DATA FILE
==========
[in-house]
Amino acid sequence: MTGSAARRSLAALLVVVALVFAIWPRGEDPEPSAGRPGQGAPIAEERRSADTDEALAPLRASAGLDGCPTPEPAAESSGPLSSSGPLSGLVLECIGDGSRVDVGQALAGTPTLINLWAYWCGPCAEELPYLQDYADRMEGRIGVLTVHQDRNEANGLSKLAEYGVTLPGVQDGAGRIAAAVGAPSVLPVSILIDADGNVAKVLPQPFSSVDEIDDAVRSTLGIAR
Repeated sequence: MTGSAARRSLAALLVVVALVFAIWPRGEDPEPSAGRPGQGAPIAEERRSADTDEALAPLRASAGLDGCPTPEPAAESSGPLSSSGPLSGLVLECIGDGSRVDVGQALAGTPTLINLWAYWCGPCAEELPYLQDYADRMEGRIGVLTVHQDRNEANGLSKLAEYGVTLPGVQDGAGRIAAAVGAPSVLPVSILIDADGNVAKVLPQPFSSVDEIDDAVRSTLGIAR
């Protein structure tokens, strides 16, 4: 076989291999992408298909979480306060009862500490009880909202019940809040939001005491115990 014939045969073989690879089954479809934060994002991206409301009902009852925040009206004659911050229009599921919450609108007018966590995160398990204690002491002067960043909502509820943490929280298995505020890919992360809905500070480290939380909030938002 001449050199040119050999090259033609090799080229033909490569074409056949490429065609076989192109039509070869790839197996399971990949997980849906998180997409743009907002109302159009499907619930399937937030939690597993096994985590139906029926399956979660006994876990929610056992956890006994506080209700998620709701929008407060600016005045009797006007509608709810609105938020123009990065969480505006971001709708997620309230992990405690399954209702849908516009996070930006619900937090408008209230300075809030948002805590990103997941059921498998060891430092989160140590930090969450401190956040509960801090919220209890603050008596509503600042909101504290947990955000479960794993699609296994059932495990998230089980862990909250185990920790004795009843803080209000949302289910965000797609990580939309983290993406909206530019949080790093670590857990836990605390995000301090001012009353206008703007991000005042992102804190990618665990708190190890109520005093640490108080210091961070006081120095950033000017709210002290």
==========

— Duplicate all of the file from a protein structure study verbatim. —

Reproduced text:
[in-house]
Amino acid sequence: MTGSAARRSLAALLVVVALVFAIWPRGEDPEPSAGRPGQGAPIAEERRSADTDEALAPLRASAGLDGCPTPEPAAESSGPLSSSGPLSGLVLECIGDGSRVDVGQALAGTPTLINLWAYWCGPCAEELPYLQDYADRMEGRIGVLTVHQDRNEANGLSKLAEYGVTLPGVQDGAGRIAAAVGAPSVLPVSILIDADGNVAKVLPQPFSSVDEIDDAVRSTLGIAR
Repeated sequence: MTGSAARRSLAALLVVVALVFAIWPRGEDPEPSAGRPGQGAPIAEERRSADTDEALAPLRASAGLDGCPTPEPAAESSGPLSSSGPLSGLVLECIGDGSRVDVGQALAGTPTLINLWAYWCGPCAEELPYLQDYADRMEGRIGVLTVHQDRNEANGLSKLAEYGVTLPGVQDGAGRIAAAVGAPSVLPVSILIDADGNVAKVLPQPFSSVDEIDDAVRSTLGIAR
């Protein structure tokens, strides 16, 4: 076989291999992408298909979480306060009862500490009880909202019940809040939001005491115990 014939045969073989690879089954479809934060994002991206409301009902009852925040009206004659911050229009599921919450609108007018966590995160398990204690002491002067960043909502509820943490929280298995505020890919992360809905500070480290939380909030938002 001449050199040119050999090259033609090799080229033909490569074409056949490429065609076989192109039509070869790839197996399971990949997980849906998180997409743009907002109302159009499907619930399937937030939690597993096994985590139906029926399956979660006994876990929610056992956890006994506080209700998620709701929008407060600016005045009797006007509608709810609105938020123009990065969480505006971001709708997620309230992990405690399954209702849908516009996070930006619900937090408008209230300075809030948002805590990103997941059921498998060891430092989160140590930090969450401190956040509960801090919220209890603050008596509503600042909101504290947990955000479960794993699609296994059932495990998230089980862990909250185990920790004795009843803080209000949302289910965000797609990580939309983290993406909206530019949080790093670590857990836990605390995000301090001012009353206008703007991000005042992102804190990618665990708190190890109520005093640490108080210091961070006081120095950033000017709210002290």